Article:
Minute books of the American Female Moral Reform Society, 1834-1841
Minute books of American Female Moral Reform Society, an organization whose mission was to combat prostitution, provide aid for the poor, reform prisons, and promote Christianity.
Language of Materials
Materials in English.
Access. Originals closed; researchers must use digital images.
Conditions Governing Use
Copyright. Copyright in the records created by the American Female Moral Reform Society as well as copyright in other papers in the collection may be held by their authors, or the authors' heirs or assigns.
Copying. Papers may be copied in accordance with the library's usual procedures.
The collection consists of two bound manuscript volumes, with the first volume containing minutes, the constitution, lists of names and addresses of the 210 members of the New York Female Moral Reform Society. The second volume includes the initial constitution and officers list of the American Female Moral Reform Society and subsequent minutes. In addition to recording the Society's day-to-day work, there are also accounts of its decision not to affiliate with the male-dominated and financially floundering American Reform Society; an account of the reasoning behind the change of the society's name from "New York" to "American" Female Moral Reform Society; and of a crisis involving the Society's "publishing agent," Reverend Charles Yale whom they suspected of embezzlement. Several pages of the second book address this issue, which took some time to resolve. The Society was also invited to provide testimony as part of a grand jury investigation into the work of abortionist Madame Restell in 1841 and there are references to this in the second book.
The New York Female Moral Reform Society was founded in 1834, with its first annual meeting held on May 15, 1835. The Society, whose initial goal was the combating of prostitution in New York City, was formed during a time of widespread moral reform movements throughout the United States. It was initially formed as an auxiliary of the American Society for Promoting the Observance of the Seventh Commandment but eventually became an independent entity. The Society's first director was Lydia Root Andrews Finney; her husband, Charles Grandison Finney, was a leader in the Protestant religious revival known as the Second Great Awakening. The Society, whose membership consisted of white middle class women, modeled itself on the work of the temperance movement and also drew on the work of reformer J.R. McDowall. Its initial aim was to prevent prostitution outright: members petitioned local legislators to make prostitution illegal, denounced men who frequented brothels, and visited houses of prostitution in order to pray for the prostitutes and their clients.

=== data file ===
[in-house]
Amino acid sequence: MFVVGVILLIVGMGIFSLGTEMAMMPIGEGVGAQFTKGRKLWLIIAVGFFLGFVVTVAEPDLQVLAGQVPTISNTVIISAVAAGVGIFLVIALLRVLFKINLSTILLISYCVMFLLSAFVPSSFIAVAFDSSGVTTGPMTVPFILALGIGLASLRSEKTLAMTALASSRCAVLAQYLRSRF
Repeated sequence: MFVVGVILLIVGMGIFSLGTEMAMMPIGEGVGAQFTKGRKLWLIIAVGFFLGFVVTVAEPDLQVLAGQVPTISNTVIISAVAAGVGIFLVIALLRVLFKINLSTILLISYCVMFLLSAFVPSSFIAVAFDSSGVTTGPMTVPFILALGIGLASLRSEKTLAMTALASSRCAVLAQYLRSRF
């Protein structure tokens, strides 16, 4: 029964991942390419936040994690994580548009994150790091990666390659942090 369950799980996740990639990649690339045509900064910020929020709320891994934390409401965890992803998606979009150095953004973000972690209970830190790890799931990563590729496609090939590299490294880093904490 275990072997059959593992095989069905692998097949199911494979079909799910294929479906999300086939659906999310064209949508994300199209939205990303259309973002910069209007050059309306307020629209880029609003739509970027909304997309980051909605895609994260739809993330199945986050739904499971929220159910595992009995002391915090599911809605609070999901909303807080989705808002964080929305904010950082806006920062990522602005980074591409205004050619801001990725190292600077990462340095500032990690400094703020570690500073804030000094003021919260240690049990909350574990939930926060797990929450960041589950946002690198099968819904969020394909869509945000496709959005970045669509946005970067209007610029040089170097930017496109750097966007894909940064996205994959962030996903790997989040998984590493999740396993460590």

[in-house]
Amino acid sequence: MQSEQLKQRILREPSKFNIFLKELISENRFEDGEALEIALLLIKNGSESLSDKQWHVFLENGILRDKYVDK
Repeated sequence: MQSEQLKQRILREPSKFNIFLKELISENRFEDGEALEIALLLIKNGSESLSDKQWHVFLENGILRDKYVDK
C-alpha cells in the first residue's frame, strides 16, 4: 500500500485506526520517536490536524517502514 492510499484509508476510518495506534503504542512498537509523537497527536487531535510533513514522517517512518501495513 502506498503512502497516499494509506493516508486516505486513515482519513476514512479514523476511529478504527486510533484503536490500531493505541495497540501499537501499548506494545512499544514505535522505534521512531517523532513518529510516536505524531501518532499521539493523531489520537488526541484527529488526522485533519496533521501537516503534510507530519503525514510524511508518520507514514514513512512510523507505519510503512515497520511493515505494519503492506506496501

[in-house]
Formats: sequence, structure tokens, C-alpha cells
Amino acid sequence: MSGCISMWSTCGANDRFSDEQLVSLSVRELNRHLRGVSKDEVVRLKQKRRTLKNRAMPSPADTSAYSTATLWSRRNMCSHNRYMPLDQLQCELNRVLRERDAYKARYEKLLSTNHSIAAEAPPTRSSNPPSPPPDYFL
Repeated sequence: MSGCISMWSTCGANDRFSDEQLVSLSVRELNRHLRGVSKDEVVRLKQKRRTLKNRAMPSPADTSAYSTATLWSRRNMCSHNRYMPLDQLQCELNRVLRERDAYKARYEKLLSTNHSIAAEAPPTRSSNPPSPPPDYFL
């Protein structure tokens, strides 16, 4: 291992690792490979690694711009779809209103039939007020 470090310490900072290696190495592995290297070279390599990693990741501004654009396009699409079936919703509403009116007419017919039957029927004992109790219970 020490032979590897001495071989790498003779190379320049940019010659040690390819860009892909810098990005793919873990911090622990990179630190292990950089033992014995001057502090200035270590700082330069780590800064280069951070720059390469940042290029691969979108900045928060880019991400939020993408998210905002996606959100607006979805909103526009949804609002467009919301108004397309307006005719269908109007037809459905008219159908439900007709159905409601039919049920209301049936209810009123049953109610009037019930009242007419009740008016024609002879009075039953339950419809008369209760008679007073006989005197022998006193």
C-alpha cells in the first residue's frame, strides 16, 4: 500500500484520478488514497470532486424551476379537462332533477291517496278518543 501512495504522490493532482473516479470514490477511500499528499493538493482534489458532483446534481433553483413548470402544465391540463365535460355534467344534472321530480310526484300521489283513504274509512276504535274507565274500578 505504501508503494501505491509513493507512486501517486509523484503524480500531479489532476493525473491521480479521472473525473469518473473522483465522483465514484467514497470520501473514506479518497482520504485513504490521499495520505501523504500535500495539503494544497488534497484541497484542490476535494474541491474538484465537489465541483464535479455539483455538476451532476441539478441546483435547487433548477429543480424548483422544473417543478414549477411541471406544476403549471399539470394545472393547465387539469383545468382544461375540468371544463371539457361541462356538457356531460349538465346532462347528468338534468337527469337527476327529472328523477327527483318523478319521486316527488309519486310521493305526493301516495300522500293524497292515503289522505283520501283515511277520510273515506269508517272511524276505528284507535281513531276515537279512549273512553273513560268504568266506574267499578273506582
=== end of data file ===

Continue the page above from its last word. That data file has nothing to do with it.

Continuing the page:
The Society's mission grew to include offering assistance and instruction to women who had already become prostitutes, in the hope this would enable them to leave the profession. The Society established a home for former prostitutes, resolving "that the house provided for profligate females be regarded, not as a prison, nor as a place for the pecuniary benefit of the Society but as a place, of industry, where each female by the profits, of her own industry, will board herself and that after each inmate has defrayed the expenses of her own board & clothing, that the balance due her, be deposited, for her, in the Savings Bank." The organization also sought to address the needs of the homeless and indigent, advocated for prison reform and on behalf of seamen, and strove to promote Christianity through missions and the distribution of moral and religious tracts. The Society's newsletter, Advocate of Moral Reform, included essays on religion and morality, excerpts from the reports of the Bethel Missionary, who visited ships to distribute religious literature and offer religious guidance to sailors, and reports of the Visiting Committee. By 1839, the Society had over four hundred auxiliaries in the United States. To reflect its widening influence, its name was changed to the American Female Moral Reform Society that year. The name changed several more times over the years, ultimately becoming the American Female Guardian Society and Home for the Friendless in 1887.
Immediate Source of Acquisition
Accession number: 2015-M202
The minute books of the American Female Moral Reform Society were acquired from Savoy Books by the Schlesinger Library in November 2015.
Processed: November 2015
By: Anne Engelhart.
Updated and additional description added: July 2020
By: Susan Earle.
The Schlesinger Library attempts to provide a basic level of preservation and access for all collections, and does more extensive processing of higher priority collections as time and resources permit. Finding aids may be updated periodically to account for new acquisitions to the collection and/or revisions in arrangement and description.
- Arthur and Elizabeth Schlesinger Library on the History of Women in America
- Language of description
- Processing of this collection was made possible by Radcliffe Class of 1955 Manuscript Processing Fund.
- EAD ID
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